From Chinese Gooseberry to Kiwifruit: how it all happened
I would imagine, my Gentle Reader, that the last time you bought a carton of kiwifruit at the grocery store, you looked down at the fuzzy brown fruits and wondered about the story behind them. You’re a curious sort, otherwise why would you be reading this blog? Guess what: I am here today to satisfy your curiosity. The story of the kiwifruit is an interesting one, especially if you enjoy learning about growing things, like I do.
The surprising thing is this: it has only been a few decades since these delicious fruit have been available to buy nearly all over the world: not like, say, wild plums or apples or grapes, which have been available for the picking and for the buying, for as long as anybody can remember.
Kiwifruit, in contrast, are the new kids on the block. 🙂
Okay now, fasten your metaphorical seat belts. The story of the kiwifruit is a cool story, and if you stick around long enough, you’ll see some pictures of kiwifruit that will make you gape, not to mention go to the store to pick up some kiwifruit for your own selfie. Oh. I see I already attached one, above. Are you gaping at it? (I thought so.)
At the end of our lesson, sweeties, we’ll hand out samples of New Zealand-grown kiwifruit and delicious kiwifruit wine and some sweet kiwifruit jam . . . oh, I guess we can’t do that, can we? But it would be fun if we could. Next time, we’ll meet on site!
New Zealand is unabashedly impressive in many ways, but especially exciting to me (as a
crazygardenlady gardener and a grower of many things) is how easily and beautifully things grow there. I wanted to visit growers while we were on our trip, and we settled on touring a kiwifruit orchard. The Bay of Plenty, the area of the north island where we stayed, has incredibly fertile soil and the highest number of hours of sunshine in New Zealand (according to our tour guide at the orchard). Also, they receive a goodly amount of rainfall year ’round: 60″ is the average annual amount of rainfall (that’s fully twice as much as we get here in our area of Nebraska, on a good year).
This lovely climate seems to be the perfect environment for growing many crops, including kiwifruit.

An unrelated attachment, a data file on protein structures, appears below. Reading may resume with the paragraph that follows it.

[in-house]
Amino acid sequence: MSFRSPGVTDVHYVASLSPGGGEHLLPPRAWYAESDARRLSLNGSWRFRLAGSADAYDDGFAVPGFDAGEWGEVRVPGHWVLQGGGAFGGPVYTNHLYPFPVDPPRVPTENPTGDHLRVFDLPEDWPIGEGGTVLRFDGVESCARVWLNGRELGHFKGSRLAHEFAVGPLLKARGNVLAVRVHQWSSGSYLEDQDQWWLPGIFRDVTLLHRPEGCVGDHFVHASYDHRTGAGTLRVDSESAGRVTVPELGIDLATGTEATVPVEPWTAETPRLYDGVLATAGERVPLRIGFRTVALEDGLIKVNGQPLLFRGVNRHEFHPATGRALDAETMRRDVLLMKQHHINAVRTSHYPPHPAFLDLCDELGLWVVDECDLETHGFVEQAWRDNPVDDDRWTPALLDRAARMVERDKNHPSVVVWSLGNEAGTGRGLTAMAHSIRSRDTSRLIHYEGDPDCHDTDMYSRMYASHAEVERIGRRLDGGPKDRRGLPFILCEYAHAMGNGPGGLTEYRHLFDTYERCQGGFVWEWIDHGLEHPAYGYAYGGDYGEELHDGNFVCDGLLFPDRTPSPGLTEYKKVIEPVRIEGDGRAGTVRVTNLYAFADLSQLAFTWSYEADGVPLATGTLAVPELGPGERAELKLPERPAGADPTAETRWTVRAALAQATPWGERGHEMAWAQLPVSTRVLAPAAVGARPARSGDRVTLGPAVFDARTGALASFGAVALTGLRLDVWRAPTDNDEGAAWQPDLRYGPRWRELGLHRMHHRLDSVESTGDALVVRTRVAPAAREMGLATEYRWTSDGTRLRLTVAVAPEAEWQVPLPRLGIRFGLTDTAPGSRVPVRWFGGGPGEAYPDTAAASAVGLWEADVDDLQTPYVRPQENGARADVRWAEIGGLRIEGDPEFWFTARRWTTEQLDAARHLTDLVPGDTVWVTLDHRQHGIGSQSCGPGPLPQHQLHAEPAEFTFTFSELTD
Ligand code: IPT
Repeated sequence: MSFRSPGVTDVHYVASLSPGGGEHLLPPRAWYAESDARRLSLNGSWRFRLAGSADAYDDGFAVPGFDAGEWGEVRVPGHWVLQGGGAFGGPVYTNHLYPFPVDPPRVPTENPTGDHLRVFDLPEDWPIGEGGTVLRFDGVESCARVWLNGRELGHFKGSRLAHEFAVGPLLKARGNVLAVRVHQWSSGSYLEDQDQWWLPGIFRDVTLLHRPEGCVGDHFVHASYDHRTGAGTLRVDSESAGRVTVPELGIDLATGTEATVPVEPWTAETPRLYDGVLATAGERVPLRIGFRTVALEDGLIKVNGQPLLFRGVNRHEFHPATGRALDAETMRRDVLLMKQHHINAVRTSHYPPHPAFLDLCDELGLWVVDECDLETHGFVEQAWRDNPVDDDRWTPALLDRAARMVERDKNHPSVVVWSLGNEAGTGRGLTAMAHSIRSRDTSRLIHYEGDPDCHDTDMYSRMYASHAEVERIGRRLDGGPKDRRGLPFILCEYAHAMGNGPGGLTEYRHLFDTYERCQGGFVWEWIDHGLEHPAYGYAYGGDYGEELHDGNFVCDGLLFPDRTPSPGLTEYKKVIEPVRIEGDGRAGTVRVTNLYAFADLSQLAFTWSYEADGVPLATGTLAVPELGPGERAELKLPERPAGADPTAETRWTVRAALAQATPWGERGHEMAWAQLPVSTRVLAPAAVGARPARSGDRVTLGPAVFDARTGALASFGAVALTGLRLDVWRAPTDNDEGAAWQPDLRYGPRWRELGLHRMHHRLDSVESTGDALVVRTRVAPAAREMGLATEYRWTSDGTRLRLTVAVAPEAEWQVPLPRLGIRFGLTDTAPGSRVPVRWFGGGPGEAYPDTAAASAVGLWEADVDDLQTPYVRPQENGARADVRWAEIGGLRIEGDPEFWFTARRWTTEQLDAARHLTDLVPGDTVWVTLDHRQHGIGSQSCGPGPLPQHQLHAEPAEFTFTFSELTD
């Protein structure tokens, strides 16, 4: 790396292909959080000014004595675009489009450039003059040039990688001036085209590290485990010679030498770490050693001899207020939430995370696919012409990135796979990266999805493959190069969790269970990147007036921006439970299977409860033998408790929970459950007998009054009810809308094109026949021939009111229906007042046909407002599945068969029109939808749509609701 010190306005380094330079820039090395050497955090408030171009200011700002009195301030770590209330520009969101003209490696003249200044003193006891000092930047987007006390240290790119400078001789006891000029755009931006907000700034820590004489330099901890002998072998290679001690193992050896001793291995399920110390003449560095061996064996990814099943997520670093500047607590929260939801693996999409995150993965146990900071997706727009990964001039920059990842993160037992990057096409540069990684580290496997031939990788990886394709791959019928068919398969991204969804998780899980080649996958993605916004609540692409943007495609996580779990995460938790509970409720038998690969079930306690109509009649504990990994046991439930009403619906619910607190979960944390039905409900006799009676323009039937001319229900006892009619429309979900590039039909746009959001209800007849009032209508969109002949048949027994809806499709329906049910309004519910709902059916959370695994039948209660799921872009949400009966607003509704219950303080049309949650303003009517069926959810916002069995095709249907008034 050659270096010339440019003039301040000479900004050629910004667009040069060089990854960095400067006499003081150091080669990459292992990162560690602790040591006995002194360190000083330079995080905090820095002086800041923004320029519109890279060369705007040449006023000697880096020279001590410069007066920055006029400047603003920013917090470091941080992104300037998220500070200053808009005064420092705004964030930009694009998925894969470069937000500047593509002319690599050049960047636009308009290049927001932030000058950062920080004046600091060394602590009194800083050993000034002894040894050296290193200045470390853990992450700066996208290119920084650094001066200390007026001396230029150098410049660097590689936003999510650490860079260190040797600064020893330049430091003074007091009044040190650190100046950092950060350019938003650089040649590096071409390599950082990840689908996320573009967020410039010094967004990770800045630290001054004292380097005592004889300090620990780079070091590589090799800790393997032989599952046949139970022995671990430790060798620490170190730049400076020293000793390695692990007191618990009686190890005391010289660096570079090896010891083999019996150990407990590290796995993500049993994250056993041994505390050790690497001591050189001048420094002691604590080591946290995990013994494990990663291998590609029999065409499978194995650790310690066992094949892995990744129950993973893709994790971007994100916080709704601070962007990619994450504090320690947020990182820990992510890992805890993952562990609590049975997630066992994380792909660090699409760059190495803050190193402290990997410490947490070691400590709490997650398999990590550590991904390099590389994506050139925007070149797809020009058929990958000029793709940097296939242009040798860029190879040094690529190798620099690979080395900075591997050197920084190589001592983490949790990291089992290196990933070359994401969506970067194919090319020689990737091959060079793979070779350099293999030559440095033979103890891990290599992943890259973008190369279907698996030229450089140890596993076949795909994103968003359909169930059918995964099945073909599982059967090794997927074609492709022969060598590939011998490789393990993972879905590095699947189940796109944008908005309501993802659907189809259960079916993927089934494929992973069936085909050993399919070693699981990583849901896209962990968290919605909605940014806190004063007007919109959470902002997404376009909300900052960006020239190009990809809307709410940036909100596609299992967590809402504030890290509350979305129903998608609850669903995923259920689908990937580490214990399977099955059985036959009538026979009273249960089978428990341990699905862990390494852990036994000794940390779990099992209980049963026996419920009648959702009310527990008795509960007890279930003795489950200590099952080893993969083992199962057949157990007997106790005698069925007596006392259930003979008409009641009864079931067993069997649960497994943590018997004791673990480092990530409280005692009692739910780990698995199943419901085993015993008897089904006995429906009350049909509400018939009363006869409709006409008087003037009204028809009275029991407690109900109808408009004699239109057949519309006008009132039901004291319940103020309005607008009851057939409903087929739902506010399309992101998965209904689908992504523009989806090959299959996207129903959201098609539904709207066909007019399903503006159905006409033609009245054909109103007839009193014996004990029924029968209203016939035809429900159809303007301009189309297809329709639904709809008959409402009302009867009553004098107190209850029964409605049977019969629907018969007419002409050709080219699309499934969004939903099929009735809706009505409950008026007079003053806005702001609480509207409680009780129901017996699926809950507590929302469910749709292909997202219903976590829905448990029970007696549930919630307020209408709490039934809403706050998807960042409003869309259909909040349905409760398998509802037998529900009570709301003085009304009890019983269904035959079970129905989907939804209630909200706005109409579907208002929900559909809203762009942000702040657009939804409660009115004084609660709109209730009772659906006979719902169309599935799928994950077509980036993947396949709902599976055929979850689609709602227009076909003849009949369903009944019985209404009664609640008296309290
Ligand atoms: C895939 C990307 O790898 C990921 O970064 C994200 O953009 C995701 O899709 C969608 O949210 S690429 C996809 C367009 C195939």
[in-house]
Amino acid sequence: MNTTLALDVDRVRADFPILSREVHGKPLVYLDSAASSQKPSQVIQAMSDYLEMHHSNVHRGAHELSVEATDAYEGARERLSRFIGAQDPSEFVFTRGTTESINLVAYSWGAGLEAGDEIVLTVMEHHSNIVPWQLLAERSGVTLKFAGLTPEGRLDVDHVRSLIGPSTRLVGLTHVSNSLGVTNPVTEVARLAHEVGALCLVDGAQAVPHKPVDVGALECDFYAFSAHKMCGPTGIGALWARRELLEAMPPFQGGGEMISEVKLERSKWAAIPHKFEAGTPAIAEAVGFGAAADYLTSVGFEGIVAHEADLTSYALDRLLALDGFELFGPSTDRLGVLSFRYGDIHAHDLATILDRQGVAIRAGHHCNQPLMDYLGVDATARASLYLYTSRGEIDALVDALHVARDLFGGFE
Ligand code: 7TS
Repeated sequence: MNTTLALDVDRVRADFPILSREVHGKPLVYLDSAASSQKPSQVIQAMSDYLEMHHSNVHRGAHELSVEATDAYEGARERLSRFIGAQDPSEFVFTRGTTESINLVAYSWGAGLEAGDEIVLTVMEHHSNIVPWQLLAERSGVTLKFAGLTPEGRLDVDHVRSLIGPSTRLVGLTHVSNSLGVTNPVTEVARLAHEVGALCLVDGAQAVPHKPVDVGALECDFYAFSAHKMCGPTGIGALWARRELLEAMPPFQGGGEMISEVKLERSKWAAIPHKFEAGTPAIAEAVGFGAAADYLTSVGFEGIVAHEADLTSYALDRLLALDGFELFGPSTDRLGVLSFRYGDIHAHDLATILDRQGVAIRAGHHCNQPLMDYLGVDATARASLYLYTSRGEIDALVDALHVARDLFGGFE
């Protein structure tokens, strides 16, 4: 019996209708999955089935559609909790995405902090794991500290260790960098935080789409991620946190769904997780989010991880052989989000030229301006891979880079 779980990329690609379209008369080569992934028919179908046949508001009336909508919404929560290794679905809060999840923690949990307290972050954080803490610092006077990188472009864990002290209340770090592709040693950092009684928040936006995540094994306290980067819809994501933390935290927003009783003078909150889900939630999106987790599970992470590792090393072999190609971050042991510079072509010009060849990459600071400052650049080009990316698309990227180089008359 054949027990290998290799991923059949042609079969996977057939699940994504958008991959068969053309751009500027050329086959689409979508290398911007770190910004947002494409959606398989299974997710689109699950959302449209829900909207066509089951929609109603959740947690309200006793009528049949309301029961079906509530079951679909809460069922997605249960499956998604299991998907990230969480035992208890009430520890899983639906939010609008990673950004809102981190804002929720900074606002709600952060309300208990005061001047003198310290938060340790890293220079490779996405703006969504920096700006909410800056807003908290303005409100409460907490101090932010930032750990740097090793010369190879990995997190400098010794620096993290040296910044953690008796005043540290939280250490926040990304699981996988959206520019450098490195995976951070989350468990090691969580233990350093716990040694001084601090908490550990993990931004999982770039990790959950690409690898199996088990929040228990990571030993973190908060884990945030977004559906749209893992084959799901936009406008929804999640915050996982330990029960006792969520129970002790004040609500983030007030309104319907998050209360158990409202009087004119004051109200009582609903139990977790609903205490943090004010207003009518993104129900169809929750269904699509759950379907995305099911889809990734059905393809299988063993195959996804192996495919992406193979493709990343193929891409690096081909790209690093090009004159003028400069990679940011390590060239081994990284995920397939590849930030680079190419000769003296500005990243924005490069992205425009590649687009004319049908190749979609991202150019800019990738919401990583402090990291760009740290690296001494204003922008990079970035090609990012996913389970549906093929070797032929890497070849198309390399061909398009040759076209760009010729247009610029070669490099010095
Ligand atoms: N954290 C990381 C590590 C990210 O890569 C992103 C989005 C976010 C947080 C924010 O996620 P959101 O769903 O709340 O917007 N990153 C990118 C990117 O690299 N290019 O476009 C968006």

Kiwifruit, actually, are native to China. Cultivation of the fuzzy fruit spread from there in the early 20th century to New Zealand, where the first commercial plantings occurred. Cultivars were originally called a variety of Chinese names, such as “yang tao” but the name “Chinese gooseberry” became common among growers in England and New Zealand during the early 20th Century. American servicemen, also, stationed in New Zealand during World War II became interested in the fruit and it was exported to California using the names “Chinese gooseberry” and “melonette”. You can read much more about kiwifruit, if you wanna, right here.
In 1962, New Zealand growers began calling this confusing-looking fruit “kiwifruit” to give it more market appeal, and a California-based importer subsequently used that name when introducing the fruit to the American market. Americans started calling the fruits “kiwis” but this is not a correct term.
By the way . . . a word to the wise Gentle Reader (heretofore and from now on abbreviated to *WTTWGR) if you ever travel to New Zealand, be sure to get this straight:
- a “Kiwi” is an inhabitant of New Zealand, as in “Ask that Kiwi for directions to the store.”
- a “kiwifruit” is the fruit we’re discussing here, as in “Honey, would you bring me home some kiwifruit from the store?”
- a “kiwi bird” is the funny flightless bird that you hear a lot about while you’re there, but you never actually see, as in “Is that a kiwi bird that I saw scuttle across the road, dear, on our way to the store?”
If you get these terms confused in New Zealand, for example, “I ate three kiwis for lunch,” you will be sternly and promptly corrected. Just an FYI. Because I love ya.